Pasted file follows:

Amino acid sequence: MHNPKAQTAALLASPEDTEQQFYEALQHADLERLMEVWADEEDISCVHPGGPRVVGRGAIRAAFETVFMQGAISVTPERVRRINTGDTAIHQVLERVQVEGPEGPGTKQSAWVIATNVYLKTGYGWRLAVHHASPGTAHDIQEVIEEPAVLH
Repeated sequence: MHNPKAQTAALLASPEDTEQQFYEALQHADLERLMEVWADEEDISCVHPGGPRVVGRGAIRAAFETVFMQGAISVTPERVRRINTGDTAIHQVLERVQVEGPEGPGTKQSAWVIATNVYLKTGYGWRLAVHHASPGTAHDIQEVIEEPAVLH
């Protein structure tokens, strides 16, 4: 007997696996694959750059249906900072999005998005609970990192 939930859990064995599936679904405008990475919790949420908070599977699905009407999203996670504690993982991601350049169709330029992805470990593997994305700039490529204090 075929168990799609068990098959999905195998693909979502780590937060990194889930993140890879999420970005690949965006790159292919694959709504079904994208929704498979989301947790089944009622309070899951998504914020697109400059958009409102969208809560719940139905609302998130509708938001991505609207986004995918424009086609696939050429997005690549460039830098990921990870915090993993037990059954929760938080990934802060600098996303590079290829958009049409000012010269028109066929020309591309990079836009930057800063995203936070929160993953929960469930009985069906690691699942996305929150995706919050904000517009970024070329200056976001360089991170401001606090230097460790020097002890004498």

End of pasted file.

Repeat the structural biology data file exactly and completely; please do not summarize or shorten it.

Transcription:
Amino acid sequence: MHNPKAQTAALLASPEDTEQQFYEALQHADLERLMEVWADEEDISCVHPGGPRVVGRGAIRAAFETVFMQGAISVTPERVRRINTGDTAIHQVLERVQVEGPEGPGTKQSAWVIATNVYLKTGYGWRLAVHHASPGTAHDIQEVIEEPAVLH
Repeated sequence: MHNPKAQTAALLASPEDTEQQFYEALQHADLERLMEVWADEEDISCVHPGGPRVVGRGAIRAAFETVFMQGAISVTPERVRRINTGDTAIHQVLERVQVEGPEGPGTKQSAWVIATNVYLKTGYGWRLAVHHASPGTAHDIQEVIEEPAVLH
């Protein structure tokens, strides 16, 4: 007997696996694959750059249906900072999005998005609970990192 939930859990064995599936679904405008990475919790949420908070599977699905009407999203996670504690993982991601350049169709330029992805470990593997994305700039490529204090 075929168990799609068990098959999905195998693909979502780590937060990194889930993140890879999420970005690949965006790159292919694959709504079904994208929704498979989301947790089944009622309070899951998504914020697109400059958009409102969208809560719940139905609302998130509708938001991505609207986004995918424009086609696939050429997005690549460039830098990921990870915090993993037990059954929760938080990934802060600098996303590079290829958009049409000012010269028109066929020309591309990079836009930057800063995203936070929160993953929960469930009985069906690691699942996305929150995706919050904000517009970024070329200056976001360089991170401001606090230097460790020097002890004498």